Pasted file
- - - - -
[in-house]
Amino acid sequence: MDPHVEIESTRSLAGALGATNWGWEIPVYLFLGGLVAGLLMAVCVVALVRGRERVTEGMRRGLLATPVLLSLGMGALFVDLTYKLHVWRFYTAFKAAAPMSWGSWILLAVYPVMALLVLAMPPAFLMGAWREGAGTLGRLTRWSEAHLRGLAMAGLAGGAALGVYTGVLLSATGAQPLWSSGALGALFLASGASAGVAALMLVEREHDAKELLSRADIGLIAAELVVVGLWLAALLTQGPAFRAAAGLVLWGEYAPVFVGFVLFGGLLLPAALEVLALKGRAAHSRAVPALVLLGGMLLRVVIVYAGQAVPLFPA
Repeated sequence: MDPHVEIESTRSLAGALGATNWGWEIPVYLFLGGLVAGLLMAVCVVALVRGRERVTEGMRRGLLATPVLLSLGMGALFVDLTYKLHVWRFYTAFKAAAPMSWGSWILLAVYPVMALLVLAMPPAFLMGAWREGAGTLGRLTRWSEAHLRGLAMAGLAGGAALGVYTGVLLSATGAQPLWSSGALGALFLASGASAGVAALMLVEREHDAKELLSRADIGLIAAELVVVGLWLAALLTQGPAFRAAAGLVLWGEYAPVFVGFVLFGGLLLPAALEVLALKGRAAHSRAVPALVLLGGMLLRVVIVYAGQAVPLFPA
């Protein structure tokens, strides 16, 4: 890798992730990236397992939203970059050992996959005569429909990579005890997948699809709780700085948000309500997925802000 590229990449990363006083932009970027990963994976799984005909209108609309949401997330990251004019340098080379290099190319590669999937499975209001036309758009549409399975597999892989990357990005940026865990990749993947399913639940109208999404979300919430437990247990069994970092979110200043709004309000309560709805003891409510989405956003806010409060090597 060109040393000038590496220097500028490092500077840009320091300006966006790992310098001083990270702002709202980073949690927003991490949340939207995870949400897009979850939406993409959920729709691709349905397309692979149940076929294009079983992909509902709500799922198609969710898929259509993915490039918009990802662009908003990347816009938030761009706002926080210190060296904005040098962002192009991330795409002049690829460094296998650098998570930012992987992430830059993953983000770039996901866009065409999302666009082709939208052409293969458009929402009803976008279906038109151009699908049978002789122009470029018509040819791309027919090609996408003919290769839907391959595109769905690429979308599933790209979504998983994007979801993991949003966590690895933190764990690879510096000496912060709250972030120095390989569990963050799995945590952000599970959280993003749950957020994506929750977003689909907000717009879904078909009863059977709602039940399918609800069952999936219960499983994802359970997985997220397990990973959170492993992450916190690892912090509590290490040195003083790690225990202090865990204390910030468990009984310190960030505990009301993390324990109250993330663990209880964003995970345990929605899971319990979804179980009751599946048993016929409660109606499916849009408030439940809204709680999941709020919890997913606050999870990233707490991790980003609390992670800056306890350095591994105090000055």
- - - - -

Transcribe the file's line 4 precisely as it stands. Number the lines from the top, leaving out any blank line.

């Protein structure tokens, strides 16, 4: 890798992730990236397992939203970059050992996959005569429909990579005890997948699809709780700085948000309500997925802000 590229990449990363006083932009970027990963994976799984005909209108609309949401997330990251004019340098080379290099190319590669999937499975209001036309758009549409399975597999892989990357990005940026865990990749993947399913639940109208999404979300919430437990247990069994970092979110200043709004309000309560709805003891409510989405956003806010409060090597 060109040393000038590496220097500028490092500077840009320091300006966006790992310098001083990270702002709202980073949690927003991490949340939207995870949400897009979850939406993409959920729709691709349905397309692979149940076929294009079983992909509902709500799922198609969710898929259509993915490039918009990802662009908003990347816009938030761009706002926080210190060296904005040098962002192009991330795409002049690829460094296998650098998570930012992987992430830059993953983000770039996901866009065409999302666009082709939208052409293969458009929402009803976008279906038109151009699908049978002789122009470029018509040819791309027919090609996408003919290769839907391959595109769905690429979308599933790209979504998983994007979801993991949003966590690895933190764990690879510096000496912060709250972030120095390989569990963050799995945590952000599970959280993003749950957020994506929750977003689909907000717009879904078909009863059977709602039940399918609800069952999936219960499983994802359970997985997220397990990973959170492993992450916190690892912090509590290490040195003083790690225990202090865990204390910030468990009984310190960030505990009301993390324990109250993330663990209880964003995970345990929605899971319990979804179980009751599946048993016929409660109606499916849009408030439940809204709680999941709020919890997913606050999870990233707490991790980003609390992670800056306890350095591994105090000055």